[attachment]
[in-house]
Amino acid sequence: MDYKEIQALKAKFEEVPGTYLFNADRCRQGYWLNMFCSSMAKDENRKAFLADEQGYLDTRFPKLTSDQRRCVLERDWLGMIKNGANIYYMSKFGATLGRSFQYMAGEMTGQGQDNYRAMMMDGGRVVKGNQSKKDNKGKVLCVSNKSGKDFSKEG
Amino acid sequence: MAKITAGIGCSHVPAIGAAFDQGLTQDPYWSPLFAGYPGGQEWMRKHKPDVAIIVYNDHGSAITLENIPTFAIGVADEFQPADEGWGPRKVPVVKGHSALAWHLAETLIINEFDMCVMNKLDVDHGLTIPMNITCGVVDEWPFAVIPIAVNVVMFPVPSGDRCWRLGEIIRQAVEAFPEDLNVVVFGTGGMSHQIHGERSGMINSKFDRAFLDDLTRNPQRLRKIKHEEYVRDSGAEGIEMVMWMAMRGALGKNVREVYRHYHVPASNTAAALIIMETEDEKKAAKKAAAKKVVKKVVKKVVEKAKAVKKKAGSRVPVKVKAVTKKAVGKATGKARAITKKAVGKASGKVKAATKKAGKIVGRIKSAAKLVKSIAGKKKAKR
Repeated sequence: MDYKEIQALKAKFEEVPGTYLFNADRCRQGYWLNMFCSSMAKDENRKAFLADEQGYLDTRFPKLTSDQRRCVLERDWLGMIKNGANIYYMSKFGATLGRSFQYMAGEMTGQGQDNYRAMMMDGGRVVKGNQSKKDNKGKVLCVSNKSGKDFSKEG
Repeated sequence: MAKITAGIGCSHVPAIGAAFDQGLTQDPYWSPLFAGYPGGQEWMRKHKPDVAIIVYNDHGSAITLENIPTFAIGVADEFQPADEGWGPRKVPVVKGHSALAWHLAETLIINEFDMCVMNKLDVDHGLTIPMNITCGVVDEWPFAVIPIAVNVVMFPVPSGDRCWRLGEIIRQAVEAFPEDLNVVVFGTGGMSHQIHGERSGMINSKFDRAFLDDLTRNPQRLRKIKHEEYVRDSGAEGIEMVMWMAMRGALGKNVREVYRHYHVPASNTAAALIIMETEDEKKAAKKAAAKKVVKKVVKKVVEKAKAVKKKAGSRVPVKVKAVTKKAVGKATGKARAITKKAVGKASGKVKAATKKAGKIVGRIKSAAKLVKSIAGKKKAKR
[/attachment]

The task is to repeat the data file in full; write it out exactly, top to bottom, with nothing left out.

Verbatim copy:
[in-house]
Amino acid sequence: MDYKEIQALKAKFEEVPGTYLFNADRCRQGYWLNMFCSSMAKDENRKAFLADEQGYLDTRFPKLTSDQRRCVLERDWLGMIKNGANIYYMSKFGATLGRSFQYMAGEMTGQGQDNYRAMMMDGGRVVKGNQSKKDNKGKVLCVSNKSGKDFSKEG
Amino acid sequence: MAKITAGIGCSHVPAIGAAFDQGLTQDPYWSPLFAGYPGGQEWMRKHKPDVAIIVYNDHGSAITLENIPTFAIGVADEFQPADEGWGPRKVPVVKGHSALAWHLAETLIINEFDMCVMNKLDVDHGLTIPMNITCGVVDEWPFAVIPIAVNVVMFPVPSGDRCWRLGEIIRQAVEAFPEDLNVVVFGTGGMSHQIHGERSGMINSKFDRAFLDDLTRNPQRLRKIKHEEYVRDSGAEGIEMVMWMAMRGALGKNVREVYRHYHVPASNTAAALIIMETEDEKKAAKKAAAKKVVKKVVKKVVEKAKAVKKKAGSRVPVKVKAVTKKAVGKATGKARAITKKAVGKASGKVKAATKKAGKIVGRIKSAAKLVKSIAGKKKAKR
Repeated sequence: MDYKEIQALKAKFEEVPGTYLFNADRCRQGYWLNMFCSSMAKDENRKAFLADEQGYLDTRFPKLTSDQRRCVLERDWLGMIKNGANIYYMSKFGATLGRSFQYMAGEMTGQGQDNYRAMMMDGGRVVKGNQSKKDNKGKVLCVSNKSGKDFSKEG
Repeated sequence: MAKITAGIGCSHVPAIGAAFDQGLTQDPYWSPLFAGYPGGQEWMRKHKPDVAIIVYNDHGSAITLENIPTFAIGVADEFQPADEGWGPRKVPVVKGHSALAWHLAETLIINEFDMCVMNKLDVDHGLTIPMNITCGVVDEWPFAVIPIAVNVVMFPVPSGDRCWRLGEIIRQAVEAFPEDLNVVVFGTGGMSHQIHGERSGMINSKFDRAFLDDLTRNPQRLRKIKHEEYVRDSGAEGIEMVMWMAMRGALGKNVREVYRHYHVPASNTAAALIIMETEDEKKAAKKAAAKKVVKKVVKKVVEKAKAVKKKAGSRVPVKVKAVTKKAVGKATGKARAITKKAVGKASGKVKAATKKAGKIVGRIKSAAKLVKSIAGKKKAKR